REPORT: Seneca losing employees to neighboring counties, pay below average

FL1 File Photo

In recent years Seneca County has struggled to retain employees.

It’s been the subject of many committee and board meetings within the Board of Supervisors, but little tangible evidence existed to prove if the working theory; that employees were leaving for better paying area jobs was true.

Currently, there are 21 vacancies within the county’s employment structure out of 234 total positions. It might not sound like a lot, but for a county already struggling to keep employees — filling those positions could be a challenge.

Since the beginning of 2014 the county has lost 47 CSEA employees. According to County Manager John Sheppard, before employees leave they participate in an exit interview to determine the cause.

Out of those 47 resignations 30 of them came when employees found jobs that offered more money.

Out of 11 management resignations — which were not included in the above totals — six of those were tendered when these employees were offered more money.

Public Safety resignations were another category, which saw 11 resignations when employees received better offers. A total of 16 employees had left the county over the entire period.

In total, 63.5 percent of employees who resigned in the marked period left for jobs that paid more.

The situation has even become so dire that the County had developed a “training image.” It’s something Sheppard, as well as the Chairman of the Board of Supervisors believes holds the entire organization back. Chairman Bob Shipley says the county needs a strong plan to retain employees, some of which have left the county in lateral moves.

According to some, employees leaving for equal or lesser jobs — while still getting more money — is a sign of just how behind Seneca County is when it comes to pay rate.

The data released by the County Manager puts some context to the theories.

Pay rates in Seneca County compared to others in FLX.

An example: A probation officer in Seneca County starts at $18.76 per hour. The average in the region sits at $24.42 per hour.

Those aren’t figures inflated by larger counties — like Ontario or Cayuga either. Yates County, which is frequently referred to as ‘most-similar’ to Seneca — starts probation officers at $23.97 — much closer to that $24.42 average per hour.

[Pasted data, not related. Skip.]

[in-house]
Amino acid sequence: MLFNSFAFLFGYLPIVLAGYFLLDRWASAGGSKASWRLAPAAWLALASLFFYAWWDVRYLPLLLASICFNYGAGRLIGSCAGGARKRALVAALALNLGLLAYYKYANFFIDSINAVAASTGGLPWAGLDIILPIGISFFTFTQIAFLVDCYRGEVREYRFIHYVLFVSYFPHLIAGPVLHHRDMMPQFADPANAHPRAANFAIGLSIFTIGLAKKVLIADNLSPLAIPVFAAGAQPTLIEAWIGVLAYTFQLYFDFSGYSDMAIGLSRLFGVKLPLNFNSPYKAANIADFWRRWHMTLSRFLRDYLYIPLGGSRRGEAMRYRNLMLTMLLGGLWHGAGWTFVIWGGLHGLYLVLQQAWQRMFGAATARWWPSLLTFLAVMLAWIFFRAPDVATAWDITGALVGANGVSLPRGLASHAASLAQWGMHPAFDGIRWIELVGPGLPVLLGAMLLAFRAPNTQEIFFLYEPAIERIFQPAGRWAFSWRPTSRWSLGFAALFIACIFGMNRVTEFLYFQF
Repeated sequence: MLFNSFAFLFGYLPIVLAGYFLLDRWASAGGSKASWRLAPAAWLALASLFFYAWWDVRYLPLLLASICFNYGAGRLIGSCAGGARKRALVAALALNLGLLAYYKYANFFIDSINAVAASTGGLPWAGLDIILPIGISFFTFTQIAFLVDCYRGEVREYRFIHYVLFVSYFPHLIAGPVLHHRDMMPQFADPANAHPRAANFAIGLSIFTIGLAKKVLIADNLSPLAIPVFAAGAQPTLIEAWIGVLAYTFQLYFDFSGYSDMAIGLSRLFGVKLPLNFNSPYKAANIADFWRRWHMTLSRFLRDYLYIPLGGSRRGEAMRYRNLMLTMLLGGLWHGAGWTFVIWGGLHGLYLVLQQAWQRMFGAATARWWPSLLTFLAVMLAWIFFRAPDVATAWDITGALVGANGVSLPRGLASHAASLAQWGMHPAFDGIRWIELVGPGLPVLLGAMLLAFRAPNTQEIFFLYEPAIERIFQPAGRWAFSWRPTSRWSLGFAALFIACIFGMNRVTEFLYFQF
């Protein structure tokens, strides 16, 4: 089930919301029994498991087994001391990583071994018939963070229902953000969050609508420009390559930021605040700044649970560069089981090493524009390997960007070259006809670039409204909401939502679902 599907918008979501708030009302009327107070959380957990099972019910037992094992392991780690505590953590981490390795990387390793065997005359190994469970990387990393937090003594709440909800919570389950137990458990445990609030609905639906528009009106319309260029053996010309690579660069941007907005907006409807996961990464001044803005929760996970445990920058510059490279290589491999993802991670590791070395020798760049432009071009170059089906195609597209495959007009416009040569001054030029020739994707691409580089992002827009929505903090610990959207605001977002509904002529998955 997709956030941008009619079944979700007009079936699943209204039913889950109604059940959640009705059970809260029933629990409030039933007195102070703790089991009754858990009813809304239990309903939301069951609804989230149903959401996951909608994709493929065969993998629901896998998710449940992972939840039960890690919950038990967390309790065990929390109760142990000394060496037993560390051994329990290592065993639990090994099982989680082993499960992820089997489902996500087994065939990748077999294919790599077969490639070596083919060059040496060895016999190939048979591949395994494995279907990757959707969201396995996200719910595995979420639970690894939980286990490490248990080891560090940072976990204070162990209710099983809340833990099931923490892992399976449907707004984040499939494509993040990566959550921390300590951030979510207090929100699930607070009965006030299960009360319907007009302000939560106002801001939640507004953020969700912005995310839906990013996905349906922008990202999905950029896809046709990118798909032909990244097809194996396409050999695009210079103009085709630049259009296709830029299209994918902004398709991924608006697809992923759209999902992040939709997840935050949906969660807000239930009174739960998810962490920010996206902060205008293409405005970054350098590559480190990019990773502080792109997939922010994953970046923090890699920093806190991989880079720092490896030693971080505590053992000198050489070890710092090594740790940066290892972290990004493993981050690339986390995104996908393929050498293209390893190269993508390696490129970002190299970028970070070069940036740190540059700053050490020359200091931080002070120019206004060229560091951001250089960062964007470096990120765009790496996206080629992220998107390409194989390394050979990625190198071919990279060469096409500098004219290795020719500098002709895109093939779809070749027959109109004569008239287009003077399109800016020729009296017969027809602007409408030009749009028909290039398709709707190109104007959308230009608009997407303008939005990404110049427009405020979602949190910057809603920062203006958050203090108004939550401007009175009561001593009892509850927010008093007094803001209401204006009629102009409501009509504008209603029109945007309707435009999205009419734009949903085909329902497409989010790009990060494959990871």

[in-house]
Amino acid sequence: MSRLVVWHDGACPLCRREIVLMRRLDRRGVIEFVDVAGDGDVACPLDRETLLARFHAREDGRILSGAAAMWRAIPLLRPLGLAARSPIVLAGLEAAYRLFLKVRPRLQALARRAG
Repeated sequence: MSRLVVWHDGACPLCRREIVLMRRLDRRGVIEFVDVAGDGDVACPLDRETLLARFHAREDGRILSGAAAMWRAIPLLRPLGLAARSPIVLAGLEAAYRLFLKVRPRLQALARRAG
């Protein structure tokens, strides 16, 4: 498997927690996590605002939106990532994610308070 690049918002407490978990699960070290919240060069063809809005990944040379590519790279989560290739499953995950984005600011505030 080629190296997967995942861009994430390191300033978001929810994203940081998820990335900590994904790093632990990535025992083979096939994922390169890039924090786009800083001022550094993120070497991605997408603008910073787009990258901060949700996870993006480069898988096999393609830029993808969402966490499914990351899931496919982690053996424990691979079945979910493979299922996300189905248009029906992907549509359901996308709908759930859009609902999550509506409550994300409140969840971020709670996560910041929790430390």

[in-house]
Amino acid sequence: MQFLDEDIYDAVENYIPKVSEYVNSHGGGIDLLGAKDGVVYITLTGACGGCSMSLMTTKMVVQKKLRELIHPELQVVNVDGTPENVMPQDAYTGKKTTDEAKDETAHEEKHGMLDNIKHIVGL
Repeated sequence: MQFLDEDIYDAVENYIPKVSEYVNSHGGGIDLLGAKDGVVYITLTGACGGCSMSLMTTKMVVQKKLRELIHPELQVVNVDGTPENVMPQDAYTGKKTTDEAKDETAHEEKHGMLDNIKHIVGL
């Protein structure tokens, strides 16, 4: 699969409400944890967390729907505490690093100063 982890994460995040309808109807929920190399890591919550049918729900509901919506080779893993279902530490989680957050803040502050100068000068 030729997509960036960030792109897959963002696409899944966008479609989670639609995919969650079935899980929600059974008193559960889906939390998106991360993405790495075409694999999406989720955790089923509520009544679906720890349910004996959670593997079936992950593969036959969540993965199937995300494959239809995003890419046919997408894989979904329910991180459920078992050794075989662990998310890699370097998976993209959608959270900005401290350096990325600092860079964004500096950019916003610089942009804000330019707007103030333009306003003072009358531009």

Meanwhile, a probation officer in Cayuga County starts at $28.02 per hour.

The difference is even more noticeable as employees climb the ladder. A probation supervisor in Cayuga County makes $33.63 per hour to start. Meanwhile, in Seneca County these employees start at $21.08 per hour.

The regional average comes in at $28.75 — making Seneca County employees paid $7.67 less per hour.

These differences aren’t only seen in public safety jobs, either. Caseworkers, Senior Caseworkers, Case Supervisors and Social Workers all see pay differences of more than $5 per hour, compared to the regional averages.

Sheppard compared Seneca County to Ontario, Cayuga, Schuyler, Wayne, and Yates.

What’s more concerning is that the above figures leave Tompkins County out of the equation — which inflates all of those “differences” even more. Tompkins County, which has the highest pay grades in the entire region — pushes averages up — making the Seneca County pay scale even lower.

Pay in Seneca County compared to other counties in region. Includes Tompkins County.

It’s not clear how Seneca County will proceed from here. The Personnel Committee, which is the standing committee tasked with addressing this problem will have the data before them. While raising wages is the simple answer, the more-complicated question becomes — where will those additional funds come out of the budget — if changes are made down the road.

One thing appears clear: The status quo seems to have left Seneca County in the dust — even compared to small, similarly shaped counties.

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